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The Case of the Curio Dealer

Ch. 3 from Captain Gault (1917)

by William Hope Hodgson

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S.S. Iolanthe,    

  I MET a rum sort of customer ashore in 'Frisco to-day. At least, I was the customer, and he, as a matter of fact, was the shopman. It was one of those Chinese curio shops, that have drifted down, somehow, near to the water front. By the look of him, he was half Chinaman, a quarter negro, and the other quarter badly mixed. But his English was quite good, considering.

  "You go to England, Cap'n?" he asked me.

  "London Town, my lad," I told him. "But you can't come. We don't carry passengers. Try higher up. There's a passenger packet ahead of my ship; you'll see her with the prettily painted funnel."

  "I not want to come," he explained. Then he came a step nearer to me, and spoke quieter, taking a look quickly to right and left; but there was no one else in the shop.

  "Want to send a blox home, Cap'n — a big long blox. Long as you, Cap'n," he told me, almost in a whisper. "How much you take him for? Send him down to-night, when dark?"

  "Who've you been murdering now?" I said, lighting a cigarette. "I should try the bay, and have a good heavy stone or two in the sack. I'm not in the body-hiding line."

  The man's yellow dusky face went quite grey, and his eyes set, for an instant, in a look of complete terror. Then some sense of comprehension came into them, and he smiled, in rather a pallid kind of way.

  "Yo mak-a joke, Cap'n," he said. "I not murder any one. The blox contain a mummy, I have to consign to the town of London."

  But I had seen the look on his face, when I let off my careless squib about the corpse; and I know when a man's badly frightened. Also, why did he not consign his box of mummy to London in the ordinary way; and why so anxious to send it aboard after dark? In short, there were quite a number of whys. Too many!

  The man went to the door, and took a look out, up and down the street; then came away, and went to the inner door, which I presumed was his living-room. He drew back and shut the door gently; then took a walk round the backs of the counters, glancing under them. He came out, and walked once or twice up and down the centre of the shop, in a quick, irresolute kind of way, glancing at me earnestly. I could see that his forehead was covered with sweat, and his hands shook a little, as he fumbled his long coat-fixing. I felt sorry for him.

  "Now, my son," I said at last, "what is it? You look as if you badly needed to tell somebody. If you want to hand it on to me, I'll not swear to help you; but I'll hold my tongue solidly afterwards."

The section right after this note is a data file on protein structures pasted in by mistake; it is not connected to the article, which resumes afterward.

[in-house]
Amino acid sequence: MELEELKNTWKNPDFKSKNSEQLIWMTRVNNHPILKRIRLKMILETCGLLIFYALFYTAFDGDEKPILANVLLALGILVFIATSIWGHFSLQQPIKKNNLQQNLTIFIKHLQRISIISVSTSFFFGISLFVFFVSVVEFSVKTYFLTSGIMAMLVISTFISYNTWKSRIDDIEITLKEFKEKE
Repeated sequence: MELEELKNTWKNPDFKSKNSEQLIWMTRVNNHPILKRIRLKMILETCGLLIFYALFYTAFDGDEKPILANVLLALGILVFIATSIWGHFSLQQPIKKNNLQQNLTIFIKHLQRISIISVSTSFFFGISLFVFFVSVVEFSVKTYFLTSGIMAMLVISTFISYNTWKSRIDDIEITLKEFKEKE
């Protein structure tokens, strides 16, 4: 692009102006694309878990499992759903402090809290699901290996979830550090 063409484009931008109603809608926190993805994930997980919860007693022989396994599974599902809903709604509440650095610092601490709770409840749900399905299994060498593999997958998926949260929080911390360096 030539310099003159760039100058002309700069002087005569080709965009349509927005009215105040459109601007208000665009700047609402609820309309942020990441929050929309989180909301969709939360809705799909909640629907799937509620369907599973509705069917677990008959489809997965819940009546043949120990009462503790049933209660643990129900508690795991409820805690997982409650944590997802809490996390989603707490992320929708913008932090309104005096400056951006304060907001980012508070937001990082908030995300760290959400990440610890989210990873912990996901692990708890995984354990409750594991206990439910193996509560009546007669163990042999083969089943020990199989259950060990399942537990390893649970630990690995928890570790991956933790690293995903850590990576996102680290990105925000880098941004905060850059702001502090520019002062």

"Cap'n, Sir," he said, and seemed unable to get any further. He went again to the shop door and looked out; then once more to the inner door, which he opened quietly. He peeped in; then closed it gently, and turned and walked straight across to me. I could see his mind was pretty well made up. He came close up to me, and touched a charm which I wear on my chain.

  "That, Cap'n!" he said. "I too!" And he pulled aside a flap of his coat-robe, and showed me a similar one.

  "They can be bought for a couple of dollars, anywhere," I said, looking him slam in the eyes. As I said so, he answered a sign I had made.

  "Brother," he said. "Greatly good is God to have send you in my distress ;" and he answered my second sign.

  "Brother," I said, as I might have spoken to my own brother, "let us prove this thing completely." And, in a minute, I could no longer doubt at all. This stranger, part Chinese, part negro and part other things, was a member of the same brotherhood to which I belong. Those who are also my brothers will be able to name it.

  "Now," I said, "tell me all your tale, and if it is not against common decency to help you, you may depend on me." I smiled at him encouragingly.

  The man simply broke down, and cried a few moments into his loose sleeve.

  "You take the blox, Cap'n Brother," he said, at last. "I pay you a, t'ousand dollars now this moment."

  "No," I told him. "Tell me all about it, first. If it is murder, I can't help you, unless there are things to excuse you; for if you have murdered, you have no longer any call on me, as a brother."

  "I not done murder, Cap'n Brother," he said. "I tell you all. You then take blox for t'ousand dollars?"

  "If you're clear of anything ugly in this matter," I said, "I'll take your box into hell and out again, if necessary, and there'll be no talk of pay between us. Now get going."

  He beckoned to me, and took me round the counter. Here was a long box, a huge affair, very strongly made, and with a hinged lid. He took hold of the lid, and lifted it.